Executing a software update policy bi-monthly?

New Contributor

HI all,

I wanted to set up a fleet-wide software update policy that runs twice a month; currently, the default execution frequency that seems the most applicable is once per month. This is probably fine but it would be handy to run it twice a month, in particular during the summer when people are traveling (or when execs are on the road for long periods of time).

Does anyone else have experience running software update policies on a "non-standard" cadence?


Legendary Contributor III

You may have to create something custom, since I don't think the JSS has any default settings you can choose to do that. Its once per day, once per week, once per month, etc, though of course you can specify the days it shouldn't run, but that won't help in this case.

How I might approach it is with a dual policy set up and some scripting.

If, for example, I always wanted this policy to run on a Friday, every 2 weeks. I would first set up the policy to run every week on Friday's only, excluding other days.
Then I would have the policy first check for a local file written on each successful policy run. This would just have the last date it ran in it, perhaps in simple Unix time format.
Each time the policy runs, once a week, it first checks for that local file. If it sees it, it checks the value in the file and compares it to the current date. Since the difference between the current unix time and the time in the file should be more than 7 days and less than say, 15, you can do some simple math to determine if it should continue. If its been over a week and within 2 weeks since the last run, it calls the actual Software Update policy by a custom policy trigger or by its ID. So, first policy checks to see if it should be run, second policy does the actual updates.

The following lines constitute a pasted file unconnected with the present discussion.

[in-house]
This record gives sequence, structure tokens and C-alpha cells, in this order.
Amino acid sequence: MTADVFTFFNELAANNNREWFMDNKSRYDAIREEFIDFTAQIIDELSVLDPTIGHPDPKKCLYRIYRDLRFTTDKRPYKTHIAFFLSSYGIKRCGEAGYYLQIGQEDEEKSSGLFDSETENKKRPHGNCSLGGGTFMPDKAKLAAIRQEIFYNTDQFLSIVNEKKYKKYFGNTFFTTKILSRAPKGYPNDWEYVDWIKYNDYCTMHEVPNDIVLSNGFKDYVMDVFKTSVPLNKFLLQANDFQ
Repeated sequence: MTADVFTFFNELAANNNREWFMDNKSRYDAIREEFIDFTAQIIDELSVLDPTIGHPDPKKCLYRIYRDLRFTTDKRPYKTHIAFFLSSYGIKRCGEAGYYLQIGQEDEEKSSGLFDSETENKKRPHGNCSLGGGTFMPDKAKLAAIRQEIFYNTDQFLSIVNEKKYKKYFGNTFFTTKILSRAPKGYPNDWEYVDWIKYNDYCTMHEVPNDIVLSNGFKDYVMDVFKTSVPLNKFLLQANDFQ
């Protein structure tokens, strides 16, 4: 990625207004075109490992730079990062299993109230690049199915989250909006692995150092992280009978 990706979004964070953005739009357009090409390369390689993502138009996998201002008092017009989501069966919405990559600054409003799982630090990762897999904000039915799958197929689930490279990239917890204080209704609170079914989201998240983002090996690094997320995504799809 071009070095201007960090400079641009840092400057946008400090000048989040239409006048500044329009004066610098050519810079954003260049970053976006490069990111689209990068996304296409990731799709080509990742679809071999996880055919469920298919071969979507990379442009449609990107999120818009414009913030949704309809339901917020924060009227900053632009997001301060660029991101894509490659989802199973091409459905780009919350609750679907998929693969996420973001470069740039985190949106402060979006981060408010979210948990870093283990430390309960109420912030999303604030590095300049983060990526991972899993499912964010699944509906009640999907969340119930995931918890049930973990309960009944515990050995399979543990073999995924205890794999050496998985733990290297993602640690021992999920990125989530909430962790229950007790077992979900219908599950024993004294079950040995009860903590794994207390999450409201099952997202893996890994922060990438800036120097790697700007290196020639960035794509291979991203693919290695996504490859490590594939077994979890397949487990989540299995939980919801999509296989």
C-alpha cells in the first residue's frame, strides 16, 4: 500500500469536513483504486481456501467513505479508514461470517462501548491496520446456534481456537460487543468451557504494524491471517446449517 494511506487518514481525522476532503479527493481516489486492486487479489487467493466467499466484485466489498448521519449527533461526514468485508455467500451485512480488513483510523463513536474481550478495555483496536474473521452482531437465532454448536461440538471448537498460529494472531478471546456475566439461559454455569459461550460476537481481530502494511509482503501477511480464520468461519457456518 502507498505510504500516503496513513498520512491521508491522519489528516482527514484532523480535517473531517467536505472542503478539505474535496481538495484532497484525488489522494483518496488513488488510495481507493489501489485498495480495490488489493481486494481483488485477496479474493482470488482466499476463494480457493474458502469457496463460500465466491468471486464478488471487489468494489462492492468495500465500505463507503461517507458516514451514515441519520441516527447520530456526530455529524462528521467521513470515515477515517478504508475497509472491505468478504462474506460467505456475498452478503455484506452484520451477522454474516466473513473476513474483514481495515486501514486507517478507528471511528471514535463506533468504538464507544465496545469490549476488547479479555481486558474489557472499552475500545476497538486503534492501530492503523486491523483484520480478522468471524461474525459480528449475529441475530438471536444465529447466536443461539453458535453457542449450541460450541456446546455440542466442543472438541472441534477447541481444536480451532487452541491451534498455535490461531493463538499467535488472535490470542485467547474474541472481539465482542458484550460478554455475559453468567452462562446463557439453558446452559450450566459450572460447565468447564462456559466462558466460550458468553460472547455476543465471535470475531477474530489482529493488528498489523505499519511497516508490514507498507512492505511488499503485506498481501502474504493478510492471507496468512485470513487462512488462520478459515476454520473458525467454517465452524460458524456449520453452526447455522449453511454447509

If on the other hand, it sees the time difference is within 7 days, it means it ran last week and should exit without trying to run again until the following week.

To make this work, each time it runs and sees it needs to do the updates it should first write in the new current date into the local file, meaning before it installs all the updates and reboots, since it may not get the chance after the completion of the policy. That way when it runs again in a week it will see that it already ran last week and exit silently.

Does that make sense?

New Contributor

Sorry for the late response @mm2270. That does make sense. Thank you for the suggestion!

Valued Contributor III

Create a date extension attribute based on a modified file when the policy is run as @mm2270 suggested.
Create a daily policy scoped to a smart group for more than 13 days ago based on that extension attribute.
Include an inventory update (if your worried about it running more than once and you have infrequent inventory) so the machine moves out of the group once it is completed.